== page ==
Tuesday, November 19, 2013
We were, no doubt, disappointed that the national park was closed. It would have been my first trip to the Smokies, and I planned this trip for quite a long time. Still, going north into the Pennsylvania wilds was like a trip down memory lane for us. Camping at Ole Bull State Park, stopping in at Kettle Creek Tackle Shop, even a trip to the old "honey hole" on Kettle Creek, it was like the "old days" for my dad, brother, and me. This is where it all began for us. We learned how to fly fish here. So by the time we arrived at Ole Bull, we weren't even thinking about the Smoky Mountains.
The trip started beautifully. A bald eagle was spotted on the way up, and I was glad to buy a camera with a 10x zoom! Day one started on Hammersley Fork. This was less about the fishing and more about seeing a patch of virgin hemlock trees that survived the logging boom of the mid 1800s. We arrived on the Hammersley around 9:30am Thursday, Oct. 10th. The spawn wasn't under way yet, and the water was holding around 50 degrees, despite night time temps into the 40s. The brookies were off at first, but as the sun came out, so did the fish. My dad and brother fish small streams less than I do, so it took them a while to get their chops, but it was a beautifully wild stream. After about a mile or so of fishing upstream, we reached the Forrest Denlinger Natural Area trail head. A hike up the side of the mountain would land us right in the middle of virgin timbers. The hike up was brutal. I believe it was a climb of about 700ft in altitude in less than a mile. It took some time for us to get up there as we were in our waders (not the best hiking gear!) and were toting our vests, chest packs, and fly rods. About half way up we dumped all our fishing gear. We figured no one as coming up to take it! When we reached the top, we realized how worth it the hike was. The trees were absolutely stunning. It was a sense of the forest as it once was. My dad said that he heard about these timbers for almost 30 years, but never took the time to find them. He was glad to finally see these trees.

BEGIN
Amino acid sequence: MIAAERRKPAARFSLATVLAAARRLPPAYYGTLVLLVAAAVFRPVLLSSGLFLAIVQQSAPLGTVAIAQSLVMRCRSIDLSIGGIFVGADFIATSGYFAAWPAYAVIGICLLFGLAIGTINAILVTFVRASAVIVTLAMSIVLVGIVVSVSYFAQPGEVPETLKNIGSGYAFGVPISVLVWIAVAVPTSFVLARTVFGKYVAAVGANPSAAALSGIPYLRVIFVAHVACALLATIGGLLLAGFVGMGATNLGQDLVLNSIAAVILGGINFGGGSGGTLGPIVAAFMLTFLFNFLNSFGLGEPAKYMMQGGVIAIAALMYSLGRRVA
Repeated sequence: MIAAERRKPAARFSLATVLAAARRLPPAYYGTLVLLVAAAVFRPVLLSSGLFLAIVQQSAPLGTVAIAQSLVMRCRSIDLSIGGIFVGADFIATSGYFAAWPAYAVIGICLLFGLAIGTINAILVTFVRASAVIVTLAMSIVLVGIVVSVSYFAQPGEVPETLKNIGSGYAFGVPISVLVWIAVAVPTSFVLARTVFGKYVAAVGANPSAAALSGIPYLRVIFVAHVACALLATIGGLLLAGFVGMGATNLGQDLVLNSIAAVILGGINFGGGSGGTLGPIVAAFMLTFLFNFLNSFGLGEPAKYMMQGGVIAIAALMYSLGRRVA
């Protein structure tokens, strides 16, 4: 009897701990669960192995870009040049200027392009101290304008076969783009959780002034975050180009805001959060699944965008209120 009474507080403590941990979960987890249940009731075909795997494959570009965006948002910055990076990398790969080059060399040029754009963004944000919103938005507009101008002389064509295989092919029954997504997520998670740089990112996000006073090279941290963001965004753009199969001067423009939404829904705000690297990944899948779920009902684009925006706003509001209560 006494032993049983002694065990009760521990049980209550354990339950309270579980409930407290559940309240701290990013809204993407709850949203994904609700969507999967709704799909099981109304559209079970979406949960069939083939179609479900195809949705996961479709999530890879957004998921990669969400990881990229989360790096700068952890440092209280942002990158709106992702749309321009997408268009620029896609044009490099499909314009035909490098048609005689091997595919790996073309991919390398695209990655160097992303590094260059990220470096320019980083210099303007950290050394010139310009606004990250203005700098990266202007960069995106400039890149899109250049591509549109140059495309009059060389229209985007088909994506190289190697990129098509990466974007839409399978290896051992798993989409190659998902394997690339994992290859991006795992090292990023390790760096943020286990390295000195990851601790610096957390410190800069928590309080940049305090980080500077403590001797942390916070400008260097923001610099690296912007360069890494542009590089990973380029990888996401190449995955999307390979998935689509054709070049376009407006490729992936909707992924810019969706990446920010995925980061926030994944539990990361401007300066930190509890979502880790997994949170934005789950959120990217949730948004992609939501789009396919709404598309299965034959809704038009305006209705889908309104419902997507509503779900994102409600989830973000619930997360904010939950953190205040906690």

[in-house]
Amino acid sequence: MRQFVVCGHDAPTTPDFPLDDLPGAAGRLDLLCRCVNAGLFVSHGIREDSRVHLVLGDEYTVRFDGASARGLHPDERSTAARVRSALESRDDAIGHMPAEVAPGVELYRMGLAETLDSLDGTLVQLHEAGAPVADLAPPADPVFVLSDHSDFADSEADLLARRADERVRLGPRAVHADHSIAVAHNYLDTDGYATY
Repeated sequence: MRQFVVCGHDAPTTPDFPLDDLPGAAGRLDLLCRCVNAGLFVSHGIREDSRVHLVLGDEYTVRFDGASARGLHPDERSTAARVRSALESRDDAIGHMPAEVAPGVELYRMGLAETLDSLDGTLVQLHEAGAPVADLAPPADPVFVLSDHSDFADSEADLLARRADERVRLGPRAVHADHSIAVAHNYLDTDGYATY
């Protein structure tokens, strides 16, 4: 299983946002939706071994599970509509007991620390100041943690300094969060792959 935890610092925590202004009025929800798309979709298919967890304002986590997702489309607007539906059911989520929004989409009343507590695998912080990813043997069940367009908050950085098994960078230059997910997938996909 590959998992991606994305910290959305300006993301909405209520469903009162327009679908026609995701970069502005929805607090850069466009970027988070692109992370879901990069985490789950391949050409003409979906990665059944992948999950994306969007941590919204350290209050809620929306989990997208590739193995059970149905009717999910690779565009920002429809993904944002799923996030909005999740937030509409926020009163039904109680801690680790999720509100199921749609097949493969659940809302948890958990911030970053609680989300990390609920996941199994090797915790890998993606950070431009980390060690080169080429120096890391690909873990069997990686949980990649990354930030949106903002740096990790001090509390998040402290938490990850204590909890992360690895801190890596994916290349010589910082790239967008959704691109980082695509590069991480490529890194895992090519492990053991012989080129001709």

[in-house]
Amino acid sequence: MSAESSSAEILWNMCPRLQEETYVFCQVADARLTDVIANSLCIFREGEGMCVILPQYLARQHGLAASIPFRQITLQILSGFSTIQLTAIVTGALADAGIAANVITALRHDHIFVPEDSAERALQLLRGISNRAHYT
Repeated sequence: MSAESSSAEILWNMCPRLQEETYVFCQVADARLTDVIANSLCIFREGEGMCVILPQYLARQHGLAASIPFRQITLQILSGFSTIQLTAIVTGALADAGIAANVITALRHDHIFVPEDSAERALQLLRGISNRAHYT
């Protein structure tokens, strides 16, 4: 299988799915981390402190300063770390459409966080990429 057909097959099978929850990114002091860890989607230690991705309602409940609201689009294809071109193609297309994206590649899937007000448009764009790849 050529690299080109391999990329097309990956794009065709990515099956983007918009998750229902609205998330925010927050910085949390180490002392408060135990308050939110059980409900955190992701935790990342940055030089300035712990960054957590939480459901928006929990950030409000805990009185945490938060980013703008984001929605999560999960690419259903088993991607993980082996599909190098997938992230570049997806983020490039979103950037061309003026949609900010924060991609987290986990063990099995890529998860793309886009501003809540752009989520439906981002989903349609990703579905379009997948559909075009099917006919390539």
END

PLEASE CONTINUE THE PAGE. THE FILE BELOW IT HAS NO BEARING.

We arrived at Ole Bull around 4:00pm, after a hearty lunch at Debs/Cross Fork Inn, set up camp, then headed to the old 'honey hole' on Kettle Creek. Kettle was just stocked, but oddly enough, the only trout that I caught was a 4" wild brownie.
The next day we decided to hit up Cross Fork. This is a stream I've fished in passing, but never spent the time I felt the stream deserved. The stream would become our main focus for the rest of the trip. We fished three sections of the creek. Friday we fished a middle portion of the stream that was just littered with wild brownies. Some of them were quite significant in size. There was so much good water, every run and pool looked trouty, that fishing was slow because you didn't want to overlook one inch of this stream. Saturday we went to the more popular stretch of Cross Fork. As we were entering the stream at the bridge, some bait chuckers tried to hole jump us and get upstream of us.That didn't work out for them, as we fished a lot faster than they did (and with every cast the one guy was caught in trees), and we soon got up stream of them. It didn't matter anyway. This stretch obviously sees more pressure than other stretches, and didn't fish very well. I knew of another stretch that I fished during the Spring, so we got in the truck and drove upstream several miles, well upstream of the two prior sections we fished. Here, it was all native brookies. The stream goes into a series of splits, and the water can get pretty skinny. It's littered with brookies though, and we all ended up having a double digit day on this stretch.